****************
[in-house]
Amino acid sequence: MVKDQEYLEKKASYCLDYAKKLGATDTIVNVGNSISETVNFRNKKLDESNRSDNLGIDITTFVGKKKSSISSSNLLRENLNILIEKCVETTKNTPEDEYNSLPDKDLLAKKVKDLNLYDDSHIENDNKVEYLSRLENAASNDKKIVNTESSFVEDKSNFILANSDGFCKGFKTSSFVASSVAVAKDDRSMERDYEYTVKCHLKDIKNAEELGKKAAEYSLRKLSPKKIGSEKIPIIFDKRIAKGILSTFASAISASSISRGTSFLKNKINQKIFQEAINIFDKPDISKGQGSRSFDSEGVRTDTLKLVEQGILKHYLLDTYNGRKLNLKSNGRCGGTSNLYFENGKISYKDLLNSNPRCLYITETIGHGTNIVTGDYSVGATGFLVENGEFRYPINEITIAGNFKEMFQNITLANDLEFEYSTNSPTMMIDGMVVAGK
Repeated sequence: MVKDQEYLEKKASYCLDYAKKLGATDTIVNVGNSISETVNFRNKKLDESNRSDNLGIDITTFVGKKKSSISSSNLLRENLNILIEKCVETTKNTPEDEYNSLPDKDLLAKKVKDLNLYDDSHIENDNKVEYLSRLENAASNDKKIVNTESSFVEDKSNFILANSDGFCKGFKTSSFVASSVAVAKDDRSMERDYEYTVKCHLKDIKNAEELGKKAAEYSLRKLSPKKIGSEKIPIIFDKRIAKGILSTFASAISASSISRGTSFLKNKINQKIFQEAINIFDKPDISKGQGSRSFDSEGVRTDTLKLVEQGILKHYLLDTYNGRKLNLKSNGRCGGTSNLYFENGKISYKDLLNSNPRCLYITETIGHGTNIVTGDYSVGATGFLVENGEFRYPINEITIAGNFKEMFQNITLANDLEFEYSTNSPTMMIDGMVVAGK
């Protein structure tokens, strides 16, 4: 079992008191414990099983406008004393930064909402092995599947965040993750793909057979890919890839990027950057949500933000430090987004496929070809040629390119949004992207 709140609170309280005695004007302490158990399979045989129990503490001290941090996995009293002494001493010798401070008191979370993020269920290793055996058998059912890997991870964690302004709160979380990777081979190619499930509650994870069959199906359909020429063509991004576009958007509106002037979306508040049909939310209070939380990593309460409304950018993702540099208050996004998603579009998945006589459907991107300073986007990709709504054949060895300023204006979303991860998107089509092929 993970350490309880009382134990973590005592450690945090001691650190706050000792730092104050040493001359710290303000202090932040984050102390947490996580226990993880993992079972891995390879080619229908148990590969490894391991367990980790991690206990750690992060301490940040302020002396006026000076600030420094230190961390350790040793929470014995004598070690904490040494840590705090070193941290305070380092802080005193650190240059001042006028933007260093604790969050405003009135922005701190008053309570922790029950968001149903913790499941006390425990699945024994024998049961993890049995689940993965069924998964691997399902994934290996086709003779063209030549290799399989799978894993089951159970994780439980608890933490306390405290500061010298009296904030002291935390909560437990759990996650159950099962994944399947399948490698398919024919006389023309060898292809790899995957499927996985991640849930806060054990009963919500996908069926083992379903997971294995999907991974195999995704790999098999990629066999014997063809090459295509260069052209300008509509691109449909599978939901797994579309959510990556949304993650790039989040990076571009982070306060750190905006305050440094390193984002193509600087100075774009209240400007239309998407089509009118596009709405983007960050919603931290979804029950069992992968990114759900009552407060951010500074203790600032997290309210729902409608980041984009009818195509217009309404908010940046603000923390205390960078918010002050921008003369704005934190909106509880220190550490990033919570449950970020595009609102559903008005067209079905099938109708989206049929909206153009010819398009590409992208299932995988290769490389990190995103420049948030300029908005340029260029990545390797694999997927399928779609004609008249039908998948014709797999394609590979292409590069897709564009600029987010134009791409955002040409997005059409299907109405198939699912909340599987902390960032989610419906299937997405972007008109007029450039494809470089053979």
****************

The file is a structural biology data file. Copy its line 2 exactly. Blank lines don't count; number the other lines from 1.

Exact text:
Amino acid sequence: MVKDQEYLEKKASYCLDYAKKLGATDTIVNVGNSISETVNFRNKKLDESNRSDNLGIDITTFVGKKKSSISSSNLLRENLNILIEKCVETTKNTPEDEYNSLPDKDLLAKKVKDLNLYDDSHIENDNKVEYLSRLENAASNDKKIVNTESSFVEDKSNFILANSDGFCKGFKTSSFVASSVAVAKDDRSMERDYEYTVKCHLKDIKNAEELGKKAAEYSLRKLSPKKIGSEKIPIIFDKRIAKGILSTFASAISASSISRGTSFLKNKINQKIFQEAINIFDKPDISKGQGSRSFDSEGVRTDTLKLVEQGILKHYLLDTYNGRKLNLKSNGRCGGTSNLYFENGKISYKDLLNSNPRCLYITETIGHGTNIVTGDYSVGATGFLVENGEFRYPINEITIAGNFKEMFQNITLANDLEFEYSTNSPTMMIDGMVVAGK